A few weeks ago, the NIA, alongside MPs from the Nuclear Energy All-Party Parliamentary Group (APPG), visited Urenco’s enrichment facility at Capenhurst in Cheshire, one of the crown jewels of our industry and a key strategic asset.

In common with much of the sector, it helps bolster our energy security, cut our emissions, and create high-skilled, high-value jobs for people. Enriched uranium from Capenhurst is a critical step in the great chain that sustains our existing nuclear fleet, without which we could not keep the lights on. It is a team player in our national endeavour.

Charlotte Nichols MP and Virginia Crosbie MP form the Nuclear APPG visit Urenco’s Capenhurst facility

So what is it that makes Capenhurst a unique treasure of British nuclear and a strategic national asset? In simple terms, it makes our allies stronger, it makes the Kremlin weaker, and it provides a regular dividend to the UK taxpayer in the process.

The Kremlin’s state-owned companies have been the dominant uranium enrichers worldwide, earning billions by pulling countries into their energy orbit. Nuclear is the fourth pillar of Russia’s energy leverage over our allies, along with coal, oil, and gas.

Against that fourth pillar, however, we have a hammer.

Capenhurst is the largest net exporter in the whole British nuclear sector. It exports more than 80% of its output, worth about £300 million every year. Those deliveries go to our allies all around the world, so they don’t have to buy from Russia.

Capenhurst, and Urenco as a whole, helps Ukraine buy from the West to protect its independence as a sovereign nation. It helps Bulgaria and countries all over Eastern Europe shake the legacy of the Soviet Union and build new links in Europe. It provides allies from the United States on one side of the world, to South Korea on the other, an alternative to move away from Russian fuel to drive the energy transition.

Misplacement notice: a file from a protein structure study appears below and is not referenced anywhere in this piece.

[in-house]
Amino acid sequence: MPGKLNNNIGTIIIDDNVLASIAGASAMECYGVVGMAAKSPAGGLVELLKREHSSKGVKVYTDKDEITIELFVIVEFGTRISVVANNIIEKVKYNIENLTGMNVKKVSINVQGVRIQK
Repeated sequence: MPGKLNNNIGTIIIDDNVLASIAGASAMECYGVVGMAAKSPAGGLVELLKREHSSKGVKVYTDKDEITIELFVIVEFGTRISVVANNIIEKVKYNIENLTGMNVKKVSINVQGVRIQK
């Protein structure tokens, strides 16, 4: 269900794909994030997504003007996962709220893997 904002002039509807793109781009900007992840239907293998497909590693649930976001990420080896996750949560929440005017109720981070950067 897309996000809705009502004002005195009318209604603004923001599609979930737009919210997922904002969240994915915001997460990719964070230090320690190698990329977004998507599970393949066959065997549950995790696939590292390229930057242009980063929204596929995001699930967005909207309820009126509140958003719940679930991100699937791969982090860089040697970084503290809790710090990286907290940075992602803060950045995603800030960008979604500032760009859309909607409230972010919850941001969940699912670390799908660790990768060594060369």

As demand for non-Russian enrichment services rises for obvious reasons, Urenco intends to roll out a major programme to preserve and expand enrichment capacity at all four of its enrichment facilities, including Capenhurst. That investment will help Urenco meet our allies’ surging demand. Fresh orders will boost British exports and create British jobs and cut Kremlin revenue.

Urenco is also one-third owned by the UK government and provides a stable dividend to the UK Exchequer. When Urenco does better, we do better. When Urenco beats the Kremlin for contracts to supply enriched uranium, we all benefit. When deliveries go from Capenhurst to Ukraine, or to Sweden, or to France, that is the pound in our pocket.

Those are powerful reasons for the British Government to get behind this effort by doing two things. The first thing ministers can do is set a policy that all our reactors will use all-Western fuel and work with our allies, through the Sapporo agreement, so they do the same. The next thing they can do is to rally the Foreign Office, DBAT, DESNZ and UKEF behind Urenco’s export drive. Use the reach of our diplomatic networks to convince our allies to buy British and buy Western. Policy clarity and economic diplomacy will provide the certainty necessary to justify major investments in capital intensive projects like new enrichment capacity.

Breaking Russia’s energy grip is no easy task. We have to use every tool at our disposal to get it done, but we should always remember this: we have a hammer.

To the team at Urenco and Capenhurst, thank you for hosting us, good luck and Godspeed.


Lincoln Hill is the NIA’s Director of Policy and External Affairs.